The Power of Moving Water: An update on flooding in the Midwest

FBN Network

More and more damage is being confirmed across the Midwest from extreme weather that has caused rapidly rising flood waters. Reports of pivots, implements and vehicles being buried in mud and sand across much of north-central and northeast Nebraska, as well as parts of South Dakota and Iowa. Livestock losses are simply unbelievable.

Grain bins are bursting due to grain in farm storage bins absorbing flood waters and swelling the grain. Topsoil has been removed from substantial amounts of acreage and washed away or displaced from its original location. Estimates of damage per county in Nebraska in particular are starting to be reported, and they are likely to increase as time goes on. 

All in all, this will likely decrease land values in the region, and in some cases cause the farm not be planted in 2019.

What if we could capture the flood waters?

All dams in Nebraska are releasing water at record levels, and we wanted to know just how much water is being released into already flooded, soil saturated and frozen soil environments.

Let’s use Gavins Point Dam at Yankton, South Dakota, as an example, where 90,000 cubic feet of water per second is being released, and much of this water is headed for Nebraska. If our math is correct, 90,000 cubic feet x 7.48 (gallons of water in 1 cubic foot) = 673,200 gallons released per second.

Gavins Port Dam Yankton South DakotaGavin's Point Dam

Center pivots are normally set for 800 gallon per minute or 13.33 gallon per second. 673,200 gallons / 13.33 gallons = 50,616.54 pivots could be run from water being released at Gavins Point Dam.

There were an estimated 55,000 center pivots in Nebraska in 2008, and the number has increased sharply since then. At 130 acres under each pivot, 50,616.54 pivots x 130 acres =  6,580,150.2 acres could be irrigated with the water being released from Gavins Point Dam.

90,000 cubic feet x 7.48 gallons per cubic foot = 673,200 gallon per second / 325,851 gallon per acre foot =  2.066 acre feet of water per second.

2.066 x 60 seconds = 123.96 acre feet of water per minute.

123.96 acre feet x 60 minutes = 7,437.6 acre feet per hour!

7,437.6 acre feet of water per hour x 24 hours = 178,502.4 acre feet of water. A center pivot irrigation system averages 12 inches of subsidized water in an average year. This then converts this acre feet of water directly to 178,502.2 acres of full irrigation per day of water release.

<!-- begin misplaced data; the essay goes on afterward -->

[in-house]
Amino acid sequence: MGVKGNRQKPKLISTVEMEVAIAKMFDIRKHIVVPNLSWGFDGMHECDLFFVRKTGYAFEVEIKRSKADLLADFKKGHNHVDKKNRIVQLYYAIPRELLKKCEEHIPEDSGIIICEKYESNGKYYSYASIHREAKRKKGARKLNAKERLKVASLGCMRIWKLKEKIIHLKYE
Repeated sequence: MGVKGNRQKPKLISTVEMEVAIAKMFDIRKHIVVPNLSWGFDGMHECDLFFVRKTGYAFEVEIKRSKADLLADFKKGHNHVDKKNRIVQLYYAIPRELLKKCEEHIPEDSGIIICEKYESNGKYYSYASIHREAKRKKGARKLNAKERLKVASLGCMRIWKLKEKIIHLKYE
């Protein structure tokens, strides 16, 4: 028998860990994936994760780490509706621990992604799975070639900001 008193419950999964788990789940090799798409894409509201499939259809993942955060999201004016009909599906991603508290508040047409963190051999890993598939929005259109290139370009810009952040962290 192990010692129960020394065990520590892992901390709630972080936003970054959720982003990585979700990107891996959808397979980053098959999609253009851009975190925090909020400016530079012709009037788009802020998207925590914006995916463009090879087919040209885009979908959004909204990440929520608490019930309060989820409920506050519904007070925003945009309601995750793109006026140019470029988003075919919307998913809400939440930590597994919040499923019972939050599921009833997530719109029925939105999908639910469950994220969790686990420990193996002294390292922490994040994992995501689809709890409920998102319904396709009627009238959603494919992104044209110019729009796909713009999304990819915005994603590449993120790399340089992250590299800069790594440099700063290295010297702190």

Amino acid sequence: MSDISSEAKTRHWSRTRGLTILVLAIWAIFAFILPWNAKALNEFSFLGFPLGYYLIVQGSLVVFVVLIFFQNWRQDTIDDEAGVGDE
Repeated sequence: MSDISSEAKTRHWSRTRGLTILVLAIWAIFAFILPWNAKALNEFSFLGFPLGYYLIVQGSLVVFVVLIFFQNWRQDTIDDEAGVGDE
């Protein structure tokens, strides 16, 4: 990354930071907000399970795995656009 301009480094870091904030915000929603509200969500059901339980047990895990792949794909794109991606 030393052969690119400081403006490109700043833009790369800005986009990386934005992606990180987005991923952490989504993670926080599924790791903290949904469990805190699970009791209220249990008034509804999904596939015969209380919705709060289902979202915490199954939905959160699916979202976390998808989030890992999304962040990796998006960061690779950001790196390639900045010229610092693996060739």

178,502.5 acres x 250 bushels production per acre =  44,625,600 bushel of corn could be produced with no irrigation cost.

This is from one day of released water. How many days will water be released? No one knows at this time. If only this excess water could be captured.

The weight of the water, and why it causes so much damage

Water weighs 8,345 pounds per gallon.

8.345 pounds x 27,154 gallon in an acre inch = 226,600 total pounds per acre inch.

An acre inch of water weighs 113.3 tons!  

673,200 gallon water per second x 8.345 lbs per gallon = 5,617,854 lbs per second x 60 seconds = 337,071,240 lbs of water per minute being released from Gavins Point Dam.  

337,071,240 / 2000 lbs per ton = 168,535.62 tons of water per minute.

168,535.62 tons x 60 minutes = 10,112,137.2 tons per hour.

It’s not difficult to understand how that much weight can take out roads, bridges, vehicles, equipment and homes. Then add in the ice jams acting as battering rams and you get the catastrophic damage we’re seeing today.

Farmers and ranchers are resilient and always come to each other’s side during tragedy. Aid is arriving from many places, but it will take some time before they will resolve the problems and damage that have been encountered. Farmers have the work ethic, faith and drive to achieve what others might think is unimaginable.

 


Sources:

https://agecon.unl.edu/a9fcd902-4da9-4c3f-9e04-c8b56a9b22c7.pdf

 

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